Students protesting in walkout may be part of herd mentality, educator says

With Michigan students expected to walk out of class to call for gun reform Wednesday, some argue those who walk are part of a herd mentality while others argue their sincerity.

Students all over Michigan are expected to walk out of class for 17 minutes at 10 a.m. - an outgrowth of the 17 shooting deaths in a Florida school two weeks ago.

"We're all a little concerned and will be relieved when tomorrow is over," says Brian Whiston, state school superintendent.

Michigan educators are working with local law enforcement to make sure the students are safe.

"Each district is working with their local law enforcement and with the school staff to try to make sure as much as possible the students are safe. That is our major responsibility," said Chris Wigent of the School Administrators Association.

The state school superintendent says he hopes the demonstrations stay inside the school and not in the streets.

Meanwhile on another front, the co-president of the state board of education is not so sure the students aren't being influenced by adults who are anti-guns.

"When adults organize activates and take time off from the regular school day, I guess I question how does that fit into our curriculum? Are we really doing our young people a favor and modeling adult behavior?" said Dr. Richard Zeile.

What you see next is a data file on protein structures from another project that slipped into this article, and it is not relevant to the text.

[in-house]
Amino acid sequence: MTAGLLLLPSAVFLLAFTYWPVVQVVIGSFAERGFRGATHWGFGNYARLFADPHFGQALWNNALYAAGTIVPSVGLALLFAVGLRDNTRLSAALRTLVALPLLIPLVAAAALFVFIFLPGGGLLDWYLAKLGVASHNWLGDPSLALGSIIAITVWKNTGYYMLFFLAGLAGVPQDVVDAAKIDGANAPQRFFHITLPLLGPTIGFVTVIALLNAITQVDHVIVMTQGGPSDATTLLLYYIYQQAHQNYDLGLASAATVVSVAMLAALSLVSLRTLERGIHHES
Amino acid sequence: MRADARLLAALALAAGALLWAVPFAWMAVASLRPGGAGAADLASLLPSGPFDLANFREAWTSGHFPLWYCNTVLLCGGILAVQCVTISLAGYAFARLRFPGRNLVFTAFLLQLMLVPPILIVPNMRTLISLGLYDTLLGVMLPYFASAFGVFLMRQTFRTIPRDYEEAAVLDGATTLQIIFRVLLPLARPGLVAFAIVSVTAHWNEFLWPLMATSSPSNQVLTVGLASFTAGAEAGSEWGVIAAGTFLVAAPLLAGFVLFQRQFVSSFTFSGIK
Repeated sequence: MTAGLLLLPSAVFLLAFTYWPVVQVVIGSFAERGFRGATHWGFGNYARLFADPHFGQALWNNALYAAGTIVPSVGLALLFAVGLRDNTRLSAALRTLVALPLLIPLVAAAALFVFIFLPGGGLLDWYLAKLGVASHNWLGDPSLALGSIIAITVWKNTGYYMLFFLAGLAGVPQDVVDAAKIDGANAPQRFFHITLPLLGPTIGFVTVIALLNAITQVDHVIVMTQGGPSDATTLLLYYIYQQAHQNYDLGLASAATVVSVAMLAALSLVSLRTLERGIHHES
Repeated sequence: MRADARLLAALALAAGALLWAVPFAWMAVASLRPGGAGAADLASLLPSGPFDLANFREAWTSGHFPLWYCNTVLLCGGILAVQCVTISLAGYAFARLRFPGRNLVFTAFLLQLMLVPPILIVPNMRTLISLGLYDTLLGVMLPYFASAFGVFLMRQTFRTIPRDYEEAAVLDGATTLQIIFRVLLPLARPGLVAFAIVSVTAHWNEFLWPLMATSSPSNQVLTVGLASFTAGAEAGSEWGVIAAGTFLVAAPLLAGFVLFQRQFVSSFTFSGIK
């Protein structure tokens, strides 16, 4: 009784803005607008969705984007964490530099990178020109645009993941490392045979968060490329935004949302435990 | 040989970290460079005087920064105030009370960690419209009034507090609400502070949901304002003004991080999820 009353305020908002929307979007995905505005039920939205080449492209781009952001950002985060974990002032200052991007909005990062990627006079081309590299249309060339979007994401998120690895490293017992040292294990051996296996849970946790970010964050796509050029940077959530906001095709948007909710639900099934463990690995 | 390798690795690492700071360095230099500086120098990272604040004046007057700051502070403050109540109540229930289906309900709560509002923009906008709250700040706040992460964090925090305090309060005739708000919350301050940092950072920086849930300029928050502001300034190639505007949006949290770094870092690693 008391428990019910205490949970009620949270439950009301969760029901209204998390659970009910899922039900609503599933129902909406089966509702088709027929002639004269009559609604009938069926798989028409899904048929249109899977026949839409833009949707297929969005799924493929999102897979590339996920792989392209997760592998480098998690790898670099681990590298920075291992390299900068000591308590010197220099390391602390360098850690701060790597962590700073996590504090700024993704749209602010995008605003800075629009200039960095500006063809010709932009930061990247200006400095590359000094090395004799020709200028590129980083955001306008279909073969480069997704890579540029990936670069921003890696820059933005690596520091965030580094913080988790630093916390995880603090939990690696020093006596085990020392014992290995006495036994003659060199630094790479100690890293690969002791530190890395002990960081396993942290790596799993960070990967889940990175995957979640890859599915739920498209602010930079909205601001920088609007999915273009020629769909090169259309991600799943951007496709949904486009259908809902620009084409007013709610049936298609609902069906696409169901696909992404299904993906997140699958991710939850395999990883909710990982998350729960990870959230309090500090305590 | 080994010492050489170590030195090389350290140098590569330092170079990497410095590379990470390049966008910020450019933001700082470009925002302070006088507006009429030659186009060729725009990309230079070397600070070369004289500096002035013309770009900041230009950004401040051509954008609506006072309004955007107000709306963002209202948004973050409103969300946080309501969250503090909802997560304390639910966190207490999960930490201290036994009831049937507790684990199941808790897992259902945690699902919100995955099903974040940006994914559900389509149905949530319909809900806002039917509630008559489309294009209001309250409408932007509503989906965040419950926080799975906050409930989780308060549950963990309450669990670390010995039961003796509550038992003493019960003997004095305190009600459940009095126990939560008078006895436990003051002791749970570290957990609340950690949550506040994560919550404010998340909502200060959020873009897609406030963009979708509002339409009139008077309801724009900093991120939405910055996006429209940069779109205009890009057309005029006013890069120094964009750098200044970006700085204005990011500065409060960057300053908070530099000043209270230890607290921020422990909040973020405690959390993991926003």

Dr. Zeile says he would be more comfortable if there wasn't a walk out and thinks some students may be susceptible to "a herd mentality."

"There is a certain herd instinct among students and it’s in the public at large. I think students are particularly vulnerable to that," he said.

But based on what he has seen, the state school superintendent concludes the students are frustrated and want to be heard.

"This is a genuine outreach by students who are frustrated and want to be heard. ... The impression I get is in most places it's being driven by student leaders," Whitson said.

Gov. Rick Snyder reports he will have recommendations on the school gun safety questions within three weeks or so.

"I appreciate their interest in participating in a civil process of communicating their concerns," he said.